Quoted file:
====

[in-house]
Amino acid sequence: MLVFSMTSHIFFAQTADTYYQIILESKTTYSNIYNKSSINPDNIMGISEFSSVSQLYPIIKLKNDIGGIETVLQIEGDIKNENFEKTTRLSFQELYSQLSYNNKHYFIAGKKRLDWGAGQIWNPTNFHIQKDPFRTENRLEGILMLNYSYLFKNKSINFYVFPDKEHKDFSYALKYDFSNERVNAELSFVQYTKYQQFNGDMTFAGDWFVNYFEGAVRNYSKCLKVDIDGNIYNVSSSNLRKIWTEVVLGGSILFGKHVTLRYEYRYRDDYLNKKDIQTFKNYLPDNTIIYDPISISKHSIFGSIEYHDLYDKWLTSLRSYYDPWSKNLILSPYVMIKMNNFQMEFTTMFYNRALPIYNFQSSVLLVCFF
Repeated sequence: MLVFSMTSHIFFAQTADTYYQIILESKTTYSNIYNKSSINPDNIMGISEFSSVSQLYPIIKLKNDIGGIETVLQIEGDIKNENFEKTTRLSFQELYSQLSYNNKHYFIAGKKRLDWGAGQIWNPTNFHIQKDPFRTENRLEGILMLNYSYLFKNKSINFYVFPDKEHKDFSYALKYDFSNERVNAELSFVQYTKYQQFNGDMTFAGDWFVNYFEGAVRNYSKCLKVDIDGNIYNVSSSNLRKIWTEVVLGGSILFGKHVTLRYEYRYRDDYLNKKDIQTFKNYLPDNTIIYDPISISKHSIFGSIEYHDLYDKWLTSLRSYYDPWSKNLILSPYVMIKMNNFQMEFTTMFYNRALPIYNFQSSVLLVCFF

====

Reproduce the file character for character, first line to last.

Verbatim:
[in-house]
Amino acid sequence: MLVFSMTSHIFFAQTADTYYQIILESKTTYSNIYNKSSINPDNIMGISEFSSVSQLYPIIKLKNDIGGIETVLQIEGDIKNENFEKTTRLSFQELYSQLSYNNKHYFIAGKKRLDWGAGQIWNPTNFHIQKDPFRTENRLEGILMLNYSYLFKNKSINFYVFPDKEHKDFSYALKYDFSNERVNAELSFVQYTKYQQFNGDMTFAGDWFVNYFEGAVRNYSKCLKVDIDGNIYNVSSSNLRKIWTEVVLGGSILFGKHVTLRYEYRYRDDYLNKKDIQTFKNYLPDNTIIYDPISISKHSIFGSIEYHDLYDKWLTSLRSYYDPWSKNLILSPYVMIKMNNFQMEFTTMFYNRALPIYNFQSSVLLVCFF
Repeated sequence: MLVFSMTSHIFFAQTADTYYQIILESKTTYSNIYNKSSINPDNIMGISEFSSVSQLYPIIKLKNDIGGIETVLQIEGDIKNENFEKTTRLSFQELYSQLSYNNKHYFIAGKKRLDWGAGQIWNPTNFHIQKDPFRTENRLEGILMLNYSYLFKNKSINFYVFPDKEHKDFSYALKYDFSNERVNAELSFVQYTKYQQFNGDMTFAGDWFVNYFEGAVRNYSKCLKVDIDGNIYNVSSSNLRKIWTEVVLGGSILFGKHVTLRYEYRYRDDYLNKKDIQTFKNYLPDNTIIYDPISISKHSIFGSIEYHDLYDKWLTSLRSYYDPWSKNLILSPYVMIKMNNFQMEFTTMFYNRALPIYNFQSSVLLVCFF